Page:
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  • Hillbilly Elegy
  • Directed by Ron Howard
  • Written by Vanessa Taylor, based on the memoir by J.D. Vance
  • Starring Amy Adams, Glenn Close and Gabriel Basso
  • Classification: R; 116 minutes

Glenn Close and Amy Adams star in director Ron Howard's Hillbilly Elegy.



1.5 out of 4 stars

The knives are out for Hillbilly Elegy, but they’re trained on the wrong hollar.

When Netflix premiered its trailer for Ron Howard’s new drama, two social-media-enabled factions emerged. The first zeroed in on the ridiculousness of having stars Amy Adams and Glenn Close engage in a round of working-class America cosplay, all frazzled hair and lip-dangled cigarettes and oversized T-shirts. The second faction feared that any movie based on the controversial memoir by self-proclaimed “nationalist” J.D. Vance was destined to portray an entire swath of Americans as good-for-nothing caricature. (There was also a quieter, third bloc that just really, really, really wanted the perpetually passed-over Adams and Close to win their Academy Awards already.)

Any way, Hillbilly Elegy seemed doomed from every angle. Except the one that asked whether the movie itself was compelling. Which, by the way, it’s not. Make no mistake: Ron Howard’s Hillbilly Elegy is a bad film, inert and clichéd and largely devoid of cinematic imagination. But it is not a problematic film. Or as culturally incendiary a production as the internet predicted. In contemporary American electoral politics, maybe this half-fail counts as a win. But I can only tally a loss.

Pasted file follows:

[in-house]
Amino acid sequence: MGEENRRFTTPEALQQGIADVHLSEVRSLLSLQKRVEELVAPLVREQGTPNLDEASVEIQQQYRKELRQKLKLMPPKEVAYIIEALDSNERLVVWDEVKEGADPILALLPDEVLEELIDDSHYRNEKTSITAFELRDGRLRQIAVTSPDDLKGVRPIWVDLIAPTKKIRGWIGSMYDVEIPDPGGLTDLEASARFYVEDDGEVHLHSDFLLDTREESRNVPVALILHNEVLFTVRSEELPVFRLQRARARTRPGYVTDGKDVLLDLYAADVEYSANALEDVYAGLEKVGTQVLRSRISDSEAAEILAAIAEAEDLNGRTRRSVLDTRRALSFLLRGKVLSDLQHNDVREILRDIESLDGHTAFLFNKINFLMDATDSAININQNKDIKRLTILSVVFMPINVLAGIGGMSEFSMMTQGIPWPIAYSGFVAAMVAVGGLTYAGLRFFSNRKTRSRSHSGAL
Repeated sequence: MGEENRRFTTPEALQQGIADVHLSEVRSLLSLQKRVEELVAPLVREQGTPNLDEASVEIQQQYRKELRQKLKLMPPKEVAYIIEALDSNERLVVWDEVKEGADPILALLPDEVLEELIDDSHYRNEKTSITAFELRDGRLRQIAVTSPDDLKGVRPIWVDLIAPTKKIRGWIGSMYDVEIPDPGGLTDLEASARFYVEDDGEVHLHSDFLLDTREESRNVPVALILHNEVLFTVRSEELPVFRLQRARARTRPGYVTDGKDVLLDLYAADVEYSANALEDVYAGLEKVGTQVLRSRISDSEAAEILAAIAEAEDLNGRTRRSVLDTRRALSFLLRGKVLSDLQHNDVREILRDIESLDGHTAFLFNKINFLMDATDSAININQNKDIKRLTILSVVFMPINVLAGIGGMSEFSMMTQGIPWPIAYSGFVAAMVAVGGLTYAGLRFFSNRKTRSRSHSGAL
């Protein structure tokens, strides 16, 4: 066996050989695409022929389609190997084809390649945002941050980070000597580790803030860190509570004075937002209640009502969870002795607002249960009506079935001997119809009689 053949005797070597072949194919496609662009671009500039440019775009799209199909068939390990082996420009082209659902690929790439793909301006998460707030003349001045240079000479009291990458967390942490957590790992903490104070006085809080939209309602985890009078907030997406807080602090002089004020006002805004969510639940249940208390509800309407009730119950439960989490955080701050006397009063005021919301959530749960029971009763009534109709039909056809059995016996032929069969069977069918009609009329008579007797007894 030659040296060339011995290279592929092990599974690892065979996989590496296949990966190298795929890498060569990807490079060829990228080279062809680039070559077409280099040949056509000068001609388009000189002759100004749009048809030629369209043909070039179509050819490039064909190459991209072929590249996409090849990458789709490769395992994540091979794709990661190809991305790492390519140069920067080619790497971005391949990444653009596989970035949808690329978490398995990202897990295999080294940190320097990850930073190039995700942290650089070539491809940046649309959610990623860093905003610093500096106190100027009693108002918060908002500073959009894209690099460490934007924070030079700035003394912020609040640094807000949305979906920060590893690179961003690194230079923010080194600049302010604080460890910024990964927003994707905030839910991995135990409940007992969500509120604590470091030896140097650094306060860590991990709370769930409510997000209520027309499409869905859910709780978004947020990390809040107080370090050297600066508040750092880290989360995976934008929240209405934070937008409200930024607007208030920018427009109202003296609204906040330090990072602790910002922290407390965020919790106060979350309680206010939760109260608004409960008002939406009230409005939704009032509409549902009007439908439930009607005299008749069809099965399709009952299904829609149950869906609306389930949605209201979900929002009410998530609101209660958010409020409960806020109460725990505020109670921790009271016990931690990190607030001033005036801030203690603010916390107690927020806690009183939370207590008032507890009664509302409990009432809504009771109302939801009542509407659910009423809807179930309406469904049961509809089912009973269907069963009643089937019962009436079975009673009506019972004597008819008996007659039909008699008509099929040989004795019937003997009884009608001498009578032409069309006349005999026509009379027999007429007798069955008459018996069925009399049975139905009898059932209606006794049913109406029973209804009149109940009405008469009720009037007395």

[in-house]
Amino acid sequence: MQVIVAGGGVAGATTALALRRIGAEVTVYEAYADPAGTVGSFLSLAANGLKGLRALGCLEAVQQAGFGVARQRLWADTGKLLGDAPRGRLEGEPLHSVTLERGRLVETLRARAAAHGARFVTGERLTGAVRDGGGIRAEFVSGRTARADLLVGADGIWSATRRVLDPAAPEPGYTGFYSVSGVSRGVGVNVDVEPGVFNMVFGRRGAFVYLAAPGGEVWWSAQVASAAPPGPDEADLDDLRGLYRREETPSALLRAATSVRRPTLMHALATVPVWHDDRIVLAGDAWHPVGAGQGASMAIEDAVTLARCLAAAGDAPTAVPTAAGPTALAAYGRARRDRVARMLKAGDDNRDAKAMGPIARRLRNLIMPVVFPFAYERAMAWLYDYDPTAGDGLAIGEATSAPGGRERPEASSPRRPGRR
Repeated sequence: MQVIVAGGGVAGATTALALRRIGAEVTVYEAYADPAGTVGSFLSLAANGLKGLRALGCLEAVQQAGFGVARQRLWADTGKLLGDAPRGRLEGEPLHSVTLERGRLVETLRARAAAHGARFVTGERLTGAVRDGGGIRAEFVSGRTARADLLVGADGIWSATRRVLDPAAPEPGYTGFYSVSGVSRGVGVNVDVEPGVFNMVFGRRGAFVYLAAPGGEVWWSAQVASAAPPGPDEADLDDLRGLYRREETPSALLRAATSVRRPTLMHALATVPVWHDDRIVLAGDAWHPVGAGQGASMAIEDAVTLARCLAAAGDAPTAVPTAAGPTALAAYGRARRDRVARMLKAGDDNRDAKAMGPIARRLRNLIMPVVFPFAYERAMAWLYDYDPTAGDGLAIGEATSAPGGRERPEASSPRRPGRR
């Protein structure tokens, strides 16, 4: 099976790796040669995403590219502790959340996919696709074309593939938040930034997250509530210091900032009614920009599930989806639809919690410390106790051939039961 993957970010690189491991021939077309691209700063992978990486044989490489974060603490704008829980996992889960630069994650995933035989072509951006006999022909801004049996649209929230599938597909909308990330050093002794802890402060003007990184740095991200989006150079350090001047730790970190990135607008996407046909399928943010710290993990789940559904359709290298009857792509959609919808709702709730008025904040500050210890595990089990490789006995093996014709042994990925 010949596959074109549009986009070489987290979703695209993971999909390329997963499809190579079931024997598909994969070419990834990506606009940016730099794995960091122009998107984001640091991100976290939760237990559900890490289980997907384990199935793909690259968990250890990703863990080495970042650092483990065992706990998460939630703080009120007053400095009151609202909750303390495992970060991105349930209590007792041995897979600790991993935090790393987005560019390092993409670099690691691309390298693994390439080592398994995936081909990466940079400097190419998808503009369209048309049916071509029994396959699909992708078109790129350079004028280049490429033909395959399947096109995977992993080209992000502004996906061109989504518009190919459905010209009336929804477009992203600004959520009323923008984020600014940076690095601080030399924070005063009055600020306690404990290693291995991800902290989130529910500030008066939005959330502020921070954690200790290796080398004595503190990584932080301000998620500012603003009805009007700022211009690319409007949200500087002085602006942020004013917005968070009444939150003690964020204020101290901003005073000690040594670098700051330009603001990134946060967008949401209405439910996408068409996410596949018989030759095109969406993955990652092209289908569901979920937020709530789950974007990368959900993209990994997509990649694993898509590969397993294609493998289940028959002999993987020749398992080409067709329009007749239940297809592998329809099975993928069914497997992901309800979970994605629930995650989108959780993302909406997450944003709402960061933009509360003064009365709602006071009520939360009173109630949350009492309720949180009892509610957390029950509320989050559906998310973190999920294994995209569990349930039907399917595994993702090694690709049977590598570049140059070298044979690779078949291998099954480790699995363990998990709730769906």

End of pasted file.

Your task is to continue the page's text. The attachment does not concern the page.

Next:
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The film is adapted from the memoir of J.D. Vance, played by Gabriel Basso, centre.


Indeed, the thought of rewatching Howard’s film, which Netflix acquired the rights for in a heated bidding war, is enough to qualify as post-traumatic stress disorder. The director’s professional, too-smooth-to-trust hands usually mash whatever material is chucked his way into a curiously flattened state of bland nothingness (A Beautiful Mind, The Dilemma, The Da Vinci Code). Here, though, he’s decided to unleash a death grip on Vance’s story, crushing its potentially interesting arc – poor boy turns Yale law graduate – into as finely disposable a powder as the Cheetos dust covering the kitchen counter of Vance’s grandma. Or Mamaw to you.

Practically, this means that Howard and screenwriter Vanessa Taylor jettison most of Vance’s overreaching attempts at cultural generalizations and focus instead on the author’s intense and turbulent family drama.

Spending the summers of his youth in Breathitt County, Ky., and the rest of the year in the crumbling urban decay of Middletown, Ohio, the teenage Vance (Owen Asztalos) faced no shortage of domestic obstacles: a heroin-addicted mother (Adams) and her rotating cast of bad-news suitors, a no-nonsense grandma (Close) who could barely afford to feed herself and a general sense that life was never going to get any better. Yet, somehow, he survived, as evident from the film’s flash-forwards to an adult Vance’s (Gabriel Basso) time at Yale, and with his Appalachia-strong values (you know, family, standing up for yourself, etc.) intact.